Bush debuts amid soaring expectations
On first campaign trip, Texas governor carves identity as a
DES MOINES, IOWA — "Hey, what's the headline so far?" one reporter shouted to another in the press room at the Iowa State Fair Grounds here.
"Um...," the second reporter thought for a moment. "Bush doesn't mess up."
In the history of presidential campaign politics, there may be no candidate who has faced higher expectations than Texas's Republican governor, George W. Bush. Without campaigning, Mr. Bush has garnered sky-high poll ratings nationwide, raised millions of dollars more than any other Republican candidate, and secured the solid endorsement of most of the GOP establishment.
But lingering in the minds of the party faithful there lurked a critical question: Could he pull it off? Could he take the winning style that had gotten him two successful campaigns for Texas governor and transform it into a national crusade with the potential to win back the White House for the Republican Party?
After one day on the stump, probably the most watched political debut ever, former President Bush's eldest son appeared headed in the right direction. No major gaffes. Enthusiastic crowds. "Within the margin of error," concluded one observer.
The governor did actually reveal two bits of news on his first weekend of campaigning: One, that he really is running for president. No more pretense that he's "just exploring" or waiting to gauge the response of the crowds. And two, that he will take part in the Ames, Iowa, straw poll in August - an important signal to Iowa Republicans that he takes them seriously.
Iowa's first-in-the-nation presidential caucuses, to be held in February 2000, position the state as a key early battleground in determining each party's nominee.
He also unsheathed for the political press corps an almost Reaganesque wit that will likely stand him in good stead as he learns the art of campaigning for national office. On the plane from Texas to Iowa on Saturday, he burst the bubble of unrealistic expectations with this quip to reporters: "Please stow your expectations securely in your overhead bins, as they may shift during the trip and can fall and hurt someone - especially me."
More important, Bush laid out for the first time the template of his campaign message, a speech - months in the crafting - that his staff says will be his standard remarks through the summer. Refinements, of course, will be incorporated. At each appearance, chief campaign strategist Karl Rove sat huddled over a printout, noting which lines won applause.
In the speech, Bush spoke in generalities - there will come a time for 10-point plans, he said - and affirmed his belief in the concept of "compassionate conservatism," an apparent effort to recast the GOP in a kinder and gentler light. "I'm running because my party must match a conservative mind with a compassionate heart," he declared at the outset.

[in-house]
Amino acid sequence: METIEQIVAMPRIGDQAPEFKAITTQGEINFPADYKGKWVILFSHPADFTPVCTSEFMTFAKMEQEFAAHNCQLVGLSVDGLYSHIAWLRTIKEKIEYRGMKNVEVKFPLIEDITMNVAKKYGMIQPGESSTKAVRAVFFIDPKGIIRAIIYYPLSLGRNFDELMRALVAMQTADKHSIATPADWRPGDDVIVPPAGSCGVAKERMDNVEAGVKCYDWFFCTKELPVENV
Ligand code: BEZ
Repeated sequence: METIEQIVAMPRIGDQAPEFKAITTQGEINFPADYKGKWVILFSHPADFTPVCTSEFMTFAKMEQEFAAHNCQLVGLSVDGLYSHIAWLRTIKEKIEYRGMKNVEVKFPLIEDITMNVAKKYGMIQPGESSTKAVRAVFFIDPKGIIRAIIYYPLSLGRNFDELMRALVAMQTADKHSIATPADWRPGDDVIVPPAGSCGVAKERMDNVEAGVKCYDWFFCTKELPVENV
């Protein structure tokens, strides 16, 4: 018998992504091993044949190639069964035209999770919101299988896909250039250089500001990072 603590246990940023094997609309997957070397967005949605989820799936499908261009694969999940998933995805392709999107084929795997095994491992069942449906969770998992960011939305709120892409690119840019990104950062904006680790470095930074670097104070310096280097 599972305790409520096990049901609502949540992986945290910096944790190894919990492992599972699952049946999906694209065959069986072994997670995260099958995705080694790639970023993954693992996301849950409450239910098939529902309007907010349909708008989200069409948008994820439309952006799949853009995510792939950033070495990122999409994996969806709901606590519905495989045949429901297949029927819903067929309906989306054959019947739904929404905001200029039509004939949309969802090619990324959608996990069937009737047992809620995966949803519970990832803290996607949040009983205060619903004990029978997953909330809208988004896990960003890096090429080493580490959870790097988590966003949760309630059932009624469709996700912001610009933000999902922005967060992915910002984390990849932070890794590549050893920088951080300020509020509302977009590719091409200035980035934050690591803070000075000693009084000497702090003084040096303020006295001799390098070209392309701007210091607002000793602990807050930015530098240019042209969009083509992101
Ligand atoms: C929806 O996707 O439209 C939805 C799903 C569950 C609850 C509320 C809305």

BUSH hit upon standard Republican themes - lower taxes, reducing government regulation, strong defense - and then carefully incorporated an embrace of the less-fortunate. He spoke of working on a plan that "reduces marginal tax rates to create jobs," then added that the plan would also help "struggling families on the outskirts of poverty." He spoke of "prosperity with a purpose" - prosperity that leaves no one behind.
It was a speech that almost could have been delivered by a New Democrat, a declaration of political moderation that emphasizes responsibility as much as rights. The five-page speech, in fact, contains only one indirect reference to himself as a Republican. When asked why Bush is playing down his party affiliation, an aide responded: "His name is Bush - everyone knows he's a Republican."
Bush's opponents for the GOP nomination often tar him as a pale imitation of President Clinton. At an appearance yesterday in New Hampshire, GOP candidate Lamar Alexander repeated his rejection of compassionate conservatism as "weasel words." "You don't beat Al Gore by trying to sound like Bill Clinton," he said.
In a way, though, Bush appears to be trying to borrow the successful side of Mr. Clinton's legendary campaign style - the open-hearted, feeling-your-pain empathy - while contrasting himself with the president's well-known negatives. He pointedly begins each appearance with a tribute to his wife, Laura, who is always close by.
He speaks of rejecting the culture of "if it feels good, do it. If you've got a problem, blame someone else," a seeming reference to Clinton's affair with Monica Lewinsky and his near-inability to apologize for it.
Aside from contrasting himself with Clinton, Vice President Gore, and all the other Republican presidential candidates, Bush also faces the task of distinguishing himself from his father, the former president, without dishonoring him. When a reporter noted to a top campaign aide that Bush's speech read like something his father could have delivered, the aide quickly rejected the analogy. He made it clear that the younger Bush needed to craft a separate identity from his father, who, after all, failed to win reelection.
Indeed, George W. already seems more at ease with the banter of campaigning than his father did and doesn't have the proclivity for speaking in sentence fragments that became fodder for late-night comedy during the Bush presidency.
But at the same time, Bush the younger can use the public's fondness for his family - both his father and his mother, national grandma Barbara Bush - to good effect. The day after his Iowa debut, the Bush campaign repaired to the bosom of the family compound in Kennebunkport, Maine, for a "photo op" and lobster.